Shape characterisation of tool path motion

Chanda, Luke (2018). Shape characterisation of tool path motion. University of Birmingham. Ph.D.

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For a given application, the autonomous regulation of tool path motion by a machine’s controller can produce undesirable and unknown machining conditions. Machining parameters may therefore require a posteriori optimisation. Indeed, the methods employed are often iterative and informed by empirical evidence from machining trials.

A shape characterisation of tool path motion is postulated by enforcing constraints on the kinematic equations describing velocity, acceleration and jerk. The resulting description of motion depends only upon the kinematic limits of a machine and the intrinsic shape properties of a tool path.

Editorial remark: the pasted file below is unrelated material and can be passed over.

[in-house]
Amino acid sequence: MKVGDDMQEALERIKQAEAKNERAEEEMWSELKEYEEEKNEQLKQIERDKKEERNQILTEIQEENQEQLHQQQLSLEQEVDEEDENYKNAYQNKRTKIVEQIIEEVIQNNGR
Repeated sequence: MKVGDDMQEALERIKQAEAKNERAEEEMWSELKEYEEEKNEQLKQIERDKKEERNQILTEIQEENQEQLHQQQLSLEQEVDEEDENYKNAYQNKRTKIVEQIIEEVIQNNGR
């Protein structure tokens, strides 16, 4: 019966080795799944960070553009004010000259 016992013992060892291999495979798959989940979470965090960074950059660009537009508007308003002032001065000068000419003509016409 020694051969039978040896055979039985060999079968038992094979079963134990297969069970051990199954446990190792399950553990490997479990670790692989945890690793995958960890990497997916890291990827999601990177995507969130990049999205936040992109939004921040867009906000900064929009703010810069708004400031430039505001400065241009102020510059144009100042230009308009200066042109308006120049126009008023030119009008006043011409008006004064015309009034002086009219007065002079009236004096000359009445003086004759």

The resulting shape schematics provide complete illustrations of the distinctive features of each of the kinematic vectors. Kinematic profiles, derived from a series of test tool path motions are compared with these shape schematics in order to provide supportive empirical evidence.

The main contribution of this thesis is to demonstrate a priori shape characterisation of tool path motion. This characterisation is achieved without knowledge of the motion control algorithms implemented by a given machine’s controller. The characterisation may be employed to inform the selection of machining parameters and thereby reduce the time and the number of machining trials.

Type of Work: Thesis (Doctorates > Ph.D.)
Award Type: Doctorates > Ph.D.
College/Faculty: Colleges (2008 onwards) > College of Engineering & Physical Sciences
School or Department: School of Engineering
Funders: None/not applicable
Subjects: T Technology > TA Engineering (General). Civil engineering (General)


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